29/09/2018 5:07 AM IST | Updated 29/09/2018 11:31 PM IST

Somehow Roman Polanksi Films Are Still Getting Financed In The Age Of #MeToo

The convicted child rapist will start work next month on a film about an a man wrongly accused of espionage.

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Director Roman Polanski in Krakow, Poland, in May 2018. He pleaded guilty to statutory rape in 1977 and has been living abroad to avoid more prison time in the U.S.

Seemingly unfettered by the rise of the Me Too movement, convicted child rapist and director Roman Polanski will start shooting a new film next month about a man wrongly accused of espionage. 

“J’Accuse,” the first film Polanski is starting work on since the Me Too movement launched a mass reckoning against predatory men in Hollywood and across the media landscape, is being financed by French production company Legende Films, the studio told The Hollywood Reporter on Friday.

Polanski even managed to nab Oscar winner Jean Dujardin to star opposite Louis Garrel as Capt. Alfred Dreyfus, the real-life French-Jewish soldier wrongly accused of spying for the Germans in the 1890s.

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French activists protest Polanski's 2017 film, "Based on a True Story."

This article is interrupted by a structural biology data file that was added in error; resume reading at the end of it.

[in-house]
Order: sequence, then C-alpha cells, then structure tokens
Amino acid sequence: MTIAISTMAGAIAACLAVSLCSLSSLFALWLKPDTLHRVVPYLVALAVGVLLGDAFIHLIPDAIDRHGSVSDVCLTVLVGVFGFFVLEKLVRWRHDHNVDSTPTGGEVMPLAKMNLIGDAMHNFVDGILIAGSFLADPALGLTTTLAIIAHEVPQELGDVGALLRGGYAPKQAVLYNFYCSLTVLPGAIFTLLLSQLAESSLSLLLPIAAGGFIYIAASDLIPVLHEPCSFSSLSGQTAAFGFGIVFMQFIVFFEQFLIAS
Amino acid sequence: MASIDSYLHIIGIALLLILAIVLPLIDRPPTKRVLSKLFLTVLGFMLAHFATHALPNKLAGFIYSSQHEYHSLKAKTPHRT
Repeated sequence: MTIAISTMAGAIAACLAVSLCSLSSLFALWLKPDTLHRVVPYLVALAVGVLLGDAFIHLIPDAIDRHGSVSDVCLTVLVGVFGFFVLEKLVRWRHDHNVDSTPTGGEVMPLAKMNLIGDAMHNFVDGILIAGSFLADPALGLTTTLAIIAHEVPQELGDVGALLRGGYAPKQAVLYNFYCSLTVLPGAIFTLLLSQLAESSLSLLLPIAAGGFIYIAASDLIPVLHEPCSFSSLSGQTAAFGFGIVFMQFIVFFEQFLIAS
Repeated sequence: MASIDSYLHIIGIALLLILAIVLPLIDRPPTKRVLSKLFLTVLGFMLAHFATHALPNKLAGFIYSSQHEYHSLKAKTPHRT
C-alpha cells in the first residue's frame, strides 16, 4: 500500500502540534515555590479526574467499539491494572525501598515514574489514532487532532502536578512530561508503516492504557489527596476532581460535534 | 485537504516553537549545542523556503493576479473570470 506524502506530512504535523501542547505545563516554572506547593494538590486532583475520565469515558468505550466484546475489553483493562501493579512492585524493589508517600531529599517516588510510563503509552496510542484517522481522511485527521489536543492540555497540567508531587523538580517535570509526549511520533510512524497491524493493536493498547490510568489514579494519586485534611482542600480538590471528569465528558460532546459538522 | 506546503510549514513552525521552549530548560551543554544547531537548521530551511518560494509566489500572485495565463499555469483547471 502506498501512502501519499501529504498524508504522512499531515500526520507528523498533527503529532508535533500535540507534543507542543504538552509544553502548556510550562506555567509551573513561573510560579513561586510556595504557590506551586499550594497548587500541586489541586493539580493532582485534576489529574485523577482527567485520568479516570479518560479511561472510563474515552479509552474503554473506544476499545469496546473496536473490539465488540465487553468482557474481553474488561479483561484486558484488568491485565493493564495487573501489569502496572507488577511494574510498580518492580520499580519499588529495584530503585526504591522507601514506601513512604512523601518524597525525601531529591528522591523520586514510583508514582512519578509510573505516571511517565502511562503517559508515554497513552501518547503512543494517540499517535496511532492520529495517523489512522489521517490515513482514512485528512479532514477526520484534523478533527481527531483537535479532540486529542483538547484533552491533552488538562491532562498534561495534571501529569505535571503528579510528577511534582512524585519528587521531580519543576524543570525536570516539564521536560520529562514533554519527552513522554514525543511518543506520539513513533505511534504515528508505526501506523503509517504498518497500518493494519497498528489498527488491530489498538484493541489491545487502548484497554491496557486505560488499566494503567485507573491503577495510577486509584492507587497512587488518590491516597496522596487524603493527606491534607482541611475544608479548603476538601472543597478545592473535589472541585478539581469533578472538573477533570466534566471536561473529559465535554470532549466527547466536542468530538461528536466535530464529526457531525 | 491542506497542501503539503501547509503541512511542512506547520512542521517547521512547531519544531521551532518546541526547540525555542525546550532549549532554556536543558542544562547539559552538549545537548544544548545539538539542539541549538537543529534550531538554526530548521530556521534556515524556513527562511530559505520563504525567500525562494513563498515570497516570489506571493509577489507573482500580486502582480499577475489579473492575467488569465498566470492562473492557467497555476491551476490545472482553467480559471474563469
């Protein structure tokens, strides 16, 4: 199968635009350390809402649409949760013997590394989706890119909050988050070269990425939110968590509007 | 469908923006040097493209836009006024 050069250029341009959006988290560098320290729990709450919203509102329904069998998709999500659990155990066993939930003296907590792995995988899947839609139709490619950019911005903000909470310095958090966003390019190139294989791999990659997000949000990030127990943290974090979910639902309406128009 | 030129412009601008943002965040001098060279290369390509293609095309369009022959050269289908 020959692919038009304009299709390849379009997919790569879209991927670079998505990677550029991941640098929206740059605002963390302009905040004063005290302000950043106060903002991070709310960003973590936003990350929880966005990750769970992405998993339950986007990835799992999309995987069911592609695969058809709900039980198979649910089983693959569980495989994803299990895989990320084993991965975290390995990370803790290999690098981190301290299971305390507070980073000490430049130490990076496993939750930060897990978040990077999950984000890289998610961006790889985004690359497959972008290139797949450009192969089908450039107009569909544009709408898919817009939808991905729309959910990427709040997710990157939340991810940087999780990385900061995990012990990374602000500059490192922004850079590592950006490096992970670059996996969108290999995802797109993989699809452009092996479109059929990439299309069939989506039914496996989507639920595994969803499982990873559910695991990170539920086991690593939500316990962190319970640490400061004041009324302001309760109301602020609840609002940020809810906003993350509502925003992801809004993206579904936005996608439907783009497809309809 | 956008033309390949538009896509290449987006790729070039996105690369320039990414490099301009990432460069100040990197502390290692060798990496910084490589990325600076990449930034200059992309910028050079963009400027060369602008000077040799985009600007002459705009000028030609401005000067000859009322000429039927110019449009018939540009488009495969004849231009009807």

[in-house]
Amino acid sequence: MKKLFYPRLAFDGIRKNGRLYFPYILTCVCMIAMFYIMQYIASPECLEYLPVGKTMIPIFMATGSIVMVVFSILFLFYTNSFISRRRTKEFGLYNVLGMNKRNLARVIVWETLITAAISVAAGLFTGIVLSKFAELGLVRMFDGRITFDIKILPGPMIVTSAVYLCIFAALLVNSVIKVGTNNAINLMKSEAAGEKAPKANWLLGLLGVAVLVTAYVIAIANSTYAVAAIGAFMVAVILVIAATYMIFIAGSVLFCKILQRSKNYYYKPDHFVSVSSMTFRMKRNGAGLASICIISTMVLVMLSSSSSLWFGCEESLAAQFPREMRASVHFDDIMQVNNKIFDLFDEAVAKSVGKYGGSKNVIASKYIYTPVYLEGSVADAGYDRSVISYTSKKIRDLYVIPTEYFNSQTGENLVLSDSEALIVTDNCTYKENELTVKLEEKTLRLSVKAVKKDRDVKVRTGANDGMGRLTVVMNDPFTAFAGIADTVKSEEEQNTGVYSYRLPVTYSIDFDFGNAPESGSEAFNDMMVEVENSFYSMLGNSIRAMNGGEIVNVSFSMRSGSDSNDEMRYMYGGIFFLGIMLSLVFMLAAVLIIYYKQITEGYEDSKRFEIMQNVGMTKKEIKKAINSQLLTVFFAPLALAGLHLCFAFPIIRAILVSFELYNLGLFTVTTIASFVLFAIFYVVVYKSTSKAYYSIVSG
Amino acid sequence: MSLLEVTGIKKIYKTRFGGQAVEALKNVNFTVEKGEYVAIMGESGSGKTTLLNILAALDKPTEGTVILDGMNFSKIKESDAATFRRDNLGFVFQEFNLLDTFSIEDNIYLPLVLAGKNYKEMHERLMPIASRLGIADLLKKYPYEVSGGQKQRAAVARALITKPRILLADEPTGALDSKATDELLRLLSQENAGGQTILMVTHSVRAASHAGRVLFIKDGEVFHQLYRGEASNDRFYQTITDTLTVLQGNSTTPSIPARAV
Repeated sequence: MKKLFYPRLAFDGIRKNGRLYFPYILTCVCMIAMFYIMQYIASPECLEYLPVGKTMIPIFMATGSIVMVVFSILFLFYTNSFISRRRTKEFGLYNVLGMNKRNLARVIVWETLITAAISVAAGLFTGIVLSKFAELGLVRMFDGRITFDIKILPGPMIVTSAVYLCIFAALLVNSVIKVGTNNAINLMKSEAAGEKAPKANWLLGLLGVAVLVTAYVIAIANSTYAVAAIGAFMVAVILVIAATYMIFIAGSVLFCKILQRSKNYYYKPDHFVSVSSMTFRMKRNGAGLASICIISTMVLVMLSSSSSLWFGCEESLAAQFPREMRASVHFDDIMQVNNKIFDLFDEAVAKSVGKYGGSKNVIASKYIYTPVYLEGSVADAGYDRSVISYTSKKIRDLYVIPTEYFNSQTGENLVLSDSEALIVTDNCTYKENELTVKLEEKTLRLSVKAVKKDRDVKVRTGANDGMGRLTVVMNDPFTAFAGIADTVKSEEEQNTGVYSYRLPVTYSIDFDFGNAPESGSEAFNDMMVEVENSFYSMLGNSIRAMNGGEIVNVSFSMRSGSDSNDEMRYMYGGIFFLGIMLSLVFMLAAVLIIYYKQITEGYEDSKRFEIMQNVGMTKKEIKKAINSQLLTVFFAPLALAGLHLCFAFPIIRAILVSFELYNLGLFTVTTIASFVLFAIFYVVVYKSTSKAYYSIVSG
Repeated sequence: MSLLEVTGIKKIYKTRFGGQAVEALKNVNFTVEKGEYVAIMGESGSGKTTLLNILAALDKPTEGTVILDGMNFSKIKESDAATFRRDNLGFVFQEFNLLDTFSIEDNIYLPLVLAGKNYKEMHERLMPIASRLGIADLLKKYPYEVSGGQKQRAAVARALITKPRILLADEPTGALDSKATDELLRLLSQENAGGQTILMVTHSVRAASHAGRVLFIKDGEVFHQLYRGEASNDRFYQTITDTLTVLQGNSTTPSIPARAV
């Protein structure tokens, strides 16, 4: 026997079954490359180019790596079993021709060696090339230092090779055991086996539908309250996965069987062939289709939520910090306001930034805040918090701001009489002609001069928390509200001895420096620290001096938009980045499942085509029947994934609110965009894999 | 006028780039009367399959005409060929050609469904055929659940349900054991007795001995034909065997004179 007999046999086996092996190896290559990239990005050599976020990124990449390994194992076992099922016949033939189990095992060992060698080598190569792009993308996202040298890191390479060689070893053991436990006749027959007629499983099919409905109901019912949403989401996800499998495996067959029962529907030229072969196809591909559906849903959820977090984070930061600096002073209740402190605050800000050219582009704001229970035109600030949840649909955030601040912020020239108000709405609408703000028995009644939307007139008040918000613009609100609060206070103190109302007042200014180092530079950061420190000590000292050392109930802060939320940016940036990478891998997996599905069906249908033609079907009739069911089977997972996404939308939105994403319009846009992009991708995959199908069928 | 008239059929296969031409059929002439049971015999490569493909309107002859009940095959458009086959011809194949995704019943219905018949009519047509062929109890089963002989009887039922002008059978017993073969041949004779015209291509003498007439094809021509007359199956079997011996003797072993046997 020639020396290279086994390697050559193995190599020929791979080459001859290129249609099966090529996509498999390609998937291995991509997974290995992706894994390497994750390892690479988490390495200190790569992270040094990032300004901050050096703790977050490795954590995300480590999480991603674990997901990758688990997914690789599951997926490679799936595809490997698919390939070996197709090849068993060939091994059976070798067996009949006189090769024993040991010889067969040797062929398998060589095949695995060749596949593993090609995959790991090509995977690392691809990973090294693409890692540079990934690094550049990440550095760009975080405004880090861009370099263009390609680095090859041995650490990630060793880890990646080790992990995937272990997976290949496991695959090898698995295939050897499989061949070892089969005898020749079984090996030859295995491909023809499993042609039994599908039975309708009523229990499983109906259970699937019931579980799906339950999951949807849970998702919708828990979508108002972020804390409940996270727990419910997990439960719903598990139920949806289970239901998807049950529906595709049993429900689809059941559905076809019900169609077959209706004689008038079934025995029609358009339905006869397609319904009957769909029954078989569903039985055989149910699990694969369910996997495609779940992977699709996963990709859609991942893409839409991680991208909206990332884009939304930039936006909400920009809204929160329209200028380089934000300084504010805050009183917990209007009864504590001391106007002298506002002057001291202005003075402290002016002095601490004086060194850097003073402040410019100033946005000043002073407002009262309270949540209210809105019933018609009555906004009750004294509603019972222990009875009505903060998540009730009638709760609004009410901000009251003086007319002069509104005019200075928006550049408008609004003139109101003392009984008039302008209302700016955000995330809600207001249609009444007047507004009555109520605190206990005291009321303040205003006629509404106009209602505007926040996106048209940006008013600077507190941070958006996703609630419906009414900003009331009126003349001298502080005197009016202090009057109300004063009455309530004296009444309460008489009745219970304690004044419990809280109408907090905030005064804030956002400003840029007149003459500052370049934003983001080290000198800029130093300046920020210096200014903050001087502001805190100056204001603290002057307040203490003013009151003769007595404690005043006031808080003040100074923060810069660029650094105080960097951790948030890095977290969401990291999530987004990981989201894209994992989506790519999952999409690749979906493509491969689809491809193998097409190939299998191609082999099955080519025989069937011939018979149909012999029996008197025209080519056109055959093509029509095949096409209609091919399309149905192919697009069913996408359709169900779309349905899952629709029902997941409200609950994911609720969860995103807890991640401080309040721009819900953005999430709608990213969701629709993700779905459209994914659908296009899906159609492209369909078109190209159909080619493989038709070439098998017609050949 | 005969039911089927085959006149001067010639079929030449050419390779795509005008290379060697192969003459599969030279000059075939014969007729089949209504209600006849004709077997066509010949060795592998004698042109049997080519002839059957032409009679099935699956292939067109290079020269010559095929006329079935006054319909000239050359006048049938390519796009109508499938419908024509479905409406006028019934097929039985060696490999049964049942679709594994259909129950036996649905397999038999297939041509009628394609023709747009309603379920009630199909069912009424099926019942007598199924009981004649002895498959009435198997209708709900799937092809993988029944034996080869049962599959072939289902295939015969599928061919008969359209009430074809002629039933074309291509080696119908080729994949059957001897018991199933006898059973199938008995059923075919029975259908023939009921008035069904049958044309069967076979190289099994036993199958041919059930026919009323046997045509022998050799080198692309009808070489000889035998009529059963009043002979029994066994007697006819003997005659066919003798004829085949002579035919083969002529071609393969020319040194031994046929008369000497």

The French-Polish director’s decision to create a film about a man who was falsely accused, imprisoned for five years and then exonerated is sure to raise some eyebrows.

In 1977, Polanski pleaded guilty to the statutory rape of a 13-year-old girl and served 42 days in prison as part of a plea deal. When he received word that a judge was planning to revoke his plea deal, he fled to Paris and has remained a fugitive there ever since. 

While the U.S. has made multiple attempts to extradite him, Polanski hasn’t been immune to recent repercussions of the Me Too movement, which in May he called a “mass hysteria that occurs in society from time to time.” That same month, the Academy of Motion Picture Arts and Sciences expelled him  ― though he’s still holding on to the Oscar the academy awarded him in 2003 for “The Pianist.” 

News of Polanski’s film comes the same day the Senate Judiciary Committee voted to send Brett Kavanaugh’s Supreme Court nomination to the Senate floor despite multiple women coming forward with allegations of sexual misconduct.